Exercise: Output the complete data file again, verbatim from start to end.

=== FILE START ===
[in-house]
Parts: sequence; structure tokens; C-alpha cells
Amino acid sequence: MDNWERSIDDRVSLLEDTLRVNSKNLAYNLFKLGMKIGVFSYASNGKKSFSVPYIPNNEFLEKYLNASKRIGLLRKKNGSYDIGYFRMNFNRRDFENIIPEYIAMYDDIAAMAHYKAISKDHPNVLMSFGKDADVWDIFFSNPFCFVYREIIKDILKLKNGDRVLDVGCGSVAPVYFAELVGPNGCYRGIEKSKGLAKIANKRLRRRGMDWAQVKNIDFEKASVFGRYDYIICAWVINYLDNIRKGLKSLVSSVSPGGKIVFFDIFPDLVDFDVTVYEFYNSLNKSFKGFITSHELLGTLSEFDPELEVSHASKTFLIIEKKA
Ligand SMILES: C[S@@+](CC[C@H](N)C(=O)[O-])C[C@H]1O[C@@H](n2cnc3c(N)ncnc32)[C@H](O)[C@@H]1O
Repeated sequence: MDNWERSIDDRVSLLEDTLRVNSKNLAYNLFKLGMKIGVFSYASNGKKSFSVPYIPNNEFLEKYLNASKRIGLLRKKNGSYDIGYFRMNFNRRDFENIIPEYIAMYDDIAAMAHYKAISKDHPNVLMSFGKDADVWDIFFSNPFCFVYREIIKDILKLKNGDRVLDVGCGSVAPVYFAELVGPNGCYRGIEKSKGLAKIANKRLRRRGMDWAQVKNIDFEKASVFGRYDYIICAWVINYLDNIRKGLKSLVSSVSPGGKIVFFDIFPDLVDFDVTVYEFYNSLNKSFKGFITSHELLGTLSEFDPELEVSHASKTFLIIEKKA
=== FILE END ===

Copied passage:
[in-house]
Parts: sequence; structure tokens; C-alpha cells
Amino acid sequence: MDNWERSIDDRVSLLEDTLRVNSKNLAYNLFKLGMKIGVFSYASNGKKSFSVPYIPNNEFLEKYLNASKRIGLLRKKNGSYDIGYFRMNFNRRDFENIIPEYIAMYDDIAAMAHYKAISKDHPNVLMSFGKDADVWDIFFSNPFCFVYREIIKDILKLKNGDRVLDVGCGSVAPVYFAELVGPNGCYRGIEKSKGLAKIANKRLRRRGMDWAQVKNIDFEKASVFGRYDYIICAWVINYLDNIRKGLKSLVSSVSPGGKIVFFDIFPDLVDFDVTVYEFYNSLNKSFKGFITSHELLGTLSEFDPELEVSHASKTFLIIEKKA
Ligand SMILES: C[S@@+](CC[C@H](N)C(=O)[O-])C[C@H]1O[C@@H](n2cnc3c(N)ncnc32)[C@H](O)[C@@H]1O
Repeated sequence: MDNWERSIDDRVSLLEDTLRVNSKNLAYNLFKLGMKIGVFSYASNGKKSFSVPYIPNNEFLEKYLNASKRIGLLRKKNGSYDIGYFRMNFNRRDFENIIPEYIAMYDDIAAMAHYKAISKDHPNVLMSFGKDADVWDIFFSNPFCFVYREIIKDILKLKNGDRVLDVGCGSVAPVYFAELVGPNGCYRGIEKSKGLAKIANKRLRRRGMDWAQVKNIDFEKASVFGRYDYIICAWVINYLDNIRKGLKSLVSSVSPGGKIVFFDIFPDLVDFDVTVYEFYNSLNKSFKGFITSHELLGTLSEFDPELEVSHASKTFLIIEKKA